620m stolen accounts for sale on the dark web

The Register has revealed that 620m online account details have been stolen from 16 hacked websites which are now available for sale on the dark web.

A data trove hacker told the website that the details are available for sale on the Dream Market forum, located in the Tor network, for less than $20,000 Bitcoins.

Data was collected from popular websites including: Dubsmash (162m), MyFitnessPal (151m), MyHeritage (92m), ShareThis (41m), HauteLook (28m), Animoto (25m), EyeEm (22m), 8fit (20m), Whitepages (18m), Fotolog (16m), 500px (15m), Armor Games (11m), BookMate (8m), CoffeeMeetsBagel (6m), Artsy (1m), and DataCamp (700,000).

Reporters at The Register have examined the account records from the multi-gigabyte database and concluded that they appear to be legit.

Hashed passwords

According to the report, most of the data consists of account holder names, email addresses, and passwords. However, the report states, that the passwords are hashed, or in other words, encrypted, which means that they need to be “cracked” before they can be used.

Other personal information may have also been exposed, including location, personal details, and social media authentication tokens. However, no bank information appears to be on the list.

Some of these breaches were already known about but if a hacker is able to crack some of the passwords, that information could be used to target users of hacked websites.

“All of the databases are right now being touted separately by one hacker, who says he or she typically exploited security vulnerabilities within web apps to gain remote-code execution and then extract user account data.” According to The Register. “The records were swiped mostly during 2018, we’re told, and went on sale this week.”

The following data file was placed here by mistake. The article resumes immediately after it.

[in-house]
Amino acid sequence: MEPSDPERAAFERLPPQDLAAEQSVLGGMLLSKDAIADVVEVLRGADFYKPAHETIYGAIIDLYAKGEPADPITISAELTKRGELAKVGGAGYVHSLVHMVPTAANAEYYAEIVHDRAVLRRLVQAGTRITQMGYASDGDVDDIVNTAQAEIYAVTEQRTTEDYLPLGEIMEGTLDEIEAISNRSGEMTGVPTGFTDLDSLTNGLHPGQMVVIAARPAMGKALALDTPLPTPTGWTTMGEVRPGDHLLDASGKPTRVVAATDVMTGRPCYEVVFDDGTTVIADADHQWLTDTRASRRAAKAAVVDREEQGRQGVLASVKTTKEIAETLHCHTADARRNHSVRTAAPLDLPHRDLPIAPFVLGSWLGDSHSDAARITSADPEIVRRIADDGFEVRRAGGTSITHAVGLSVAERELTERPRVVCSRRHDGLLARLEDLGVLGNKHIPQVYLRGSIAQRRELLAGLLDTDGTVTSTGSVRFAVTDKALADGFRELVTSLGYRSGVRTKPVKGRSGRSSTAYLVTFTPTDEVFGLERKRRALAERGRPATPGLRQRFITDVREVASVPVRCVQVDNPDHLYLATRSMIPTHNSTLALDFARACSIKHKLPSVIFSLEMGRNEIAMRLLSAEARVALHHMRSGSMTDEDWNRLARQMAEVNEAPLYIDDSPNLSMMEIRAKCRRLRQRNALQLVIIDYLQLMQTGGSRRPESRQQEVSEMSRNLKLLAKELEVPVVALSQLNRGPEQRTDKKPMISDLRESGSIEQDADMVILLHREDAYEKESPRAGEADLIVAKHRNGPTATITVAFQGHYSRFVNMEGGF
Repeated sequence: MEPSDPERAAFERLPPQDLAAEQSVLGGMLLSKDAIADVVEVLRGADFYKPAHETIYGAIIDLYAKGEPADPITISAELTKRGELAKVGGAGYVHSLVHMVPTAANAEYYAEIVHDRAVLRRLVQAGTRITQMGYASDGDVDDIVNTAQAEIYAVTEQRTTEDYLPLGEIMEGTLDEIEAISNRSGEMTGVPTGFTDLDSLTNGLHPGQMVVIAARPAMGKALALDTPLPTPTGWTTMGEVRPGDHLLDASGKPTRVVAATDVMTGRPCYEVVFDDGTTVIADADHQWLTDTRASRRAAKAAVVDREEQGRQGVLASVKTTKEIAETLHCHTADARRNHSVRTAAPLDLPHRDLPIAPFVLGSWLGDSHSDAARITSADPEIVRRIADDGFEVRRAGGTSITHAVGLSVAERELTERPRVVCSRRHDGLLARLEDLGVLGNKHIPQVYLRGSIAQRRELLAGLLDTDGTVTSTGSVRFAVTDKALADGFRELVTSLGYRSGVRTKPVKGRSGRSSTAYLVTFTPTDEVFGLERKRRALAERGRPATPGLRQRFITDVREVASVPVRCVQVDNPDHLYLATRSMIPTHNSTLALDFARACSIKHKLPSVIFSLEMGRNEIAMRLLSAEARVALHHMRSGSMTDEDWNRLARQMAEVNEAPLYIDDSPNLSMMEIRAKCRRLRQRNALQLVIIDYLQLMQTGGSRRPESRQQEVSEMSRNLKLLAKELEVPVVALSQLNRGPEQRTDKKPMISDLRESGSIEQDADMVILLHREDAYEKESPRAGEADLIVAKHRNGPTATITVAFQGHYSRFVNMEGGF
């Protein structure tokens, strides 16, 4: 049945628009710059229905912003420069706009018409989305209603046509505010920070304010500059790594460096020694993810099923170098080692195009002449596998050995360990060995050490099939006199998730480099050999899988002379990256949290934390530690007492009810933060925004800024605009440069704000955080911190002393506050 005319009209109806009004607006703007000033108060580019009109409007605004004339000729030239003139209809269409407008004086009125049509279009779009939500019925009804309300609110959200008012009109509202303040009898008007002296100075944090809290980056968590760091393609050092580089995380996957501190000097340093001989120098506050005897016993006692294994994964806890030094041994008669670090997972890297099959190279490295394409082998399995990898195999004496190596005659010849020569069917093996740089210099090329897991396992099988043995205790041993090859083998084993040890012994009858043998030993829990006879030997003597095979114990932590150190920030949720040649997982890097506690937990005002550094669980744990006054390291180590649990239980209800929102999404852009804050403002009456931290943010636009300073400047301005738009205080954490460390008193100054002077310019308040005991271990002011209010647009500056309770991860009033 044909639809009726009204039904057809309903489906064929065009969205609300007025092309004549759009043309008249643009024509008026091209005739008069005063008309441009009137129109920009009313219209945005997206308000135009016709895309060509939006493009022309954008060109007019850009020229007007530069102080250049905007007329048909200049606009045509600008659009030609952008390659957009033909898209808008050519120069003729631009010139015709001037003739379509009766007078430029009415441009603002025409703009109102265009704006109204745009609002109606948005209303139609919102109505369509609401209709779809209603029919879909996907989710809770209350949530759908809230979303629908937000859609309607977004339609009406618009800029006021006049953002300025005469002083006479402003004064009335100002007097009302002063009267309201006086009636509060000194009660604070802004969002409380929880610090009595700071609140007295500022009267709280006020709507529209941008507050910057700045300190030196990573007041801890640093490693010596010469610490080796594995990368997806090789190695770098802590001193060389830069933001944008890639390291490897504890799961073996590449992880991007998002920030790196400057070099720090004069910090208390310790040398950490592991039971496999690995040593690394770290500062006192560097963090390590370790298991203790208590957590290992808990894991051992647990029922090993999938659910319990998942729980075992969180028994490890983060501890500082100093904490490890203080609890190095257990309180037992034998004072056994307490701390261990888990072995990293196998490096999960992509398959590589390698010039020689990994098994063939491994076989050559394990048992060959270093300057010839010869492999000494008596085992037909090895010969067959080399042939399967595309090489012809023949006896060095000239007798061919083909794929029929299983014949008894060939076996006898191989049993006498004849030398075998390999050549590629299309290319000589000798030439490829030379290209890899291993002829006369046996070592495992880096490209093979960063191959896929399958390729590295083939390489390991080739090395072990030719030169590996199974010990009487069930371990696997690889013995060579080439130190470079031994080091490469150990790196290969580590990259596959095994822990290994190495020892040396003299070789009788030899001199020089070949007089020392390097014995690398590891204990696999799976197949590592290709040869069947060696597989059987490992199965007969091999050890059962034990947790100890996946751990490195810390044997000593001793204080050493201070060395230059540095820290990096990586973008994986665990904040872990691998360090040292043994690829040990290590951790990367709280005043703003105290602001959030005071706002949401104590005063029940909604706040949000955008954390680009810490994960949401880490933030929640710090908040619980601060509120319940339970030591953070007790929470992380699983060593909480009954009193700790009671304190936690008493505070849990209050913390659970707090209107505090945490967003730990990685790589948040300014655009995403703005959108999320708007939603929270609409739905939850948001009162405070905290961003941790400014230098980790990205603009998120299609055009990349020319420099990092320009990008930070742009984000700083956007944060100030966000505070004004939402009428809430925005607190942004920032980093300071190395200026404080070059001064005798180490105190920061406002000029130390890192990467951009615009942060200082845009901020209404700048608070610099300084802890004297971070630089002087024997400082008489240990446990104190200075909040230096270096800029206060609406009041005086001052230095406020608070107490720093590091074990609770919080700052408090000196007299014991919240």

One buyer

The seller, who is believed to based somewhere outside the US, told the tech website that the Dubsmash data has been purchased by at least one person.

The trove seller also told the website that it has “swiped roughly a billion accounts from servers” since 2012 when the hacking started.

“I don’t think I am deeply evil,” the miscreant told the website. “I need the money. I need the leaks to be disclosed.

“Security is just an illusion. I started hacking a long time ago. I’m just a tool used by the system. We all know measures are taken to prevent cyber-attacks, but with these upcoming dumps, I’ll make hacking easier than ever.”

Initiate “forensic procedure”

Ilia Kolochenko, CEO of the High-Tech-Bridge, commented on the breach, by saying: “Without further verification, it rather looks like a secondary offering of breached databases on the black market.

“The first, thus exclusive and the most expensive sale, usually takes place in confidence and without notice to the breached party. Once multiple databases are grouped to be publicly offered, they are likely sold not for the first time.

“The biggest risk of targeted individual attacks against the victims, however, is probably already in the past: now the buyers will likely conduct large-scale phishing and malware campaigns without a high degree of sophistication. Nonetheless, the victims may still face password re-use attacks and therefore should be particularly cautious within the next few months.

“Those websites that haven’t yet discovered the breaches themselves should immediately initiate a forensic procedure and talk to their legal advisors to coordinate disclosure imposed by the applicable law. Failure to do so may increase the damages sought by the victims and lead to supplementary monetary penalties by the authorities.”

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